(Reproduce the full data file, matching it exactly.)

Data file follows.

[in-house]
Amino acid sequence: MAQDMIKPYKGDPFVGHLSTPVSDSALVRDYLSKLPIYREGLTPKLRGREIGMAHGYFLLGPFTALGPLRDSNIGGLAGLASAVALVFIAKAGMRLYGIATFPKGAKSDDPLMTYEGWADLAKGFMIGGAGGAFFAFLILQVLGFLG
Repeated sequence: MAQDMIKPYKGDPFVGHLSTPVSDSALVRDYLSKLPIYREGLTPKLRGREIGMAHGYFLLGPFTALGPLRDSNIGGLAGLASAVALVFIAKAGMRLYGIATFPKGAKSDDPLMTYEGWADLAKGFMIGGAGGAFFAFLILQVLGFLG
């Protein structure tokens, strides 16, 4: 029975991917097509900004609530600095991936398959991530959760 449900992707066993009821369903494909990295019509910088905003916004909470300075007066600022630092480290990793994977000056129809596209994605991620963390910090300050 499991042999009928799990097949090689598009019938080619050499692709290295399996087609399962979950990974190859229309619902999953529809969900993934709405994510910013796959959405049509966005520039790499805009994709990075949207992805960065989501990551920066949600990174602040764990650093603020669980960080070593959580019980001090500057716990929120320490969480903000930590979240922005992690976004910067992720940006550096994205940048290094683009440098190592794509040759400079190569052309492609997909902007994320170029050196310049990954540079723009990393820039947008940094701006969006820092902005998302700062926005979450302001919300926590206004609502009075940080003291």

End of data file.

[in-house]
Amino acid sequence: MAQDMIKPYKGDPFVGHLSTPVSDSALVRDYLSKLPIYREGLTPKLRGREIGMAHGYFLLGPFTALGPLRDSNIGGLAGLASAVALVFIAKAGMRLYGIATFPKGAKSDDPLMTYEGWADLAKGFMIGGAGGAFFAFLILQVLGFLG
Repeated sequence: MAQDMIKPYKGDPFVGHLSTPVSDSALVRDYLSKLPIYREGLTPKLRGREIGMAHGYFLLGPFTALGPLRDSNIGGLAGLASAVALVFIAKAGMRLYGIATFPKGAKSDDPLMTYEGWADLAKGFMIGGAGGAFFAFLILQVLGFLG
């Protein structure tokens, strides 16, 4: 029975991917097509900004609530600095991936398959991530959760 449900992707066993009821369903494909990295019509910088905003916004909470300075007066600022630092480290990793994977000056129809596209994605991620963390910090300050 499991042999009928799990097949090689598009019938080619050499692709290295399996087609399962979950990974190859229309619902999953529809969900993934709405994510910013796959959405049509966005520039790499805009994709990075949207992805960065989501990551920066949600990174602040764990650093603020669980960080070593959580019980001090500057716990929120320490969480903000930590979240922005992690976004910067992720940006550096994205940048290094683009440098190592794509040759400079190569052309492609997909902007994320170029050196310049990954540079723009990393820039947008940094701006969006820092902005998302700062926005979450302001919300926590206004609502009075940080003291």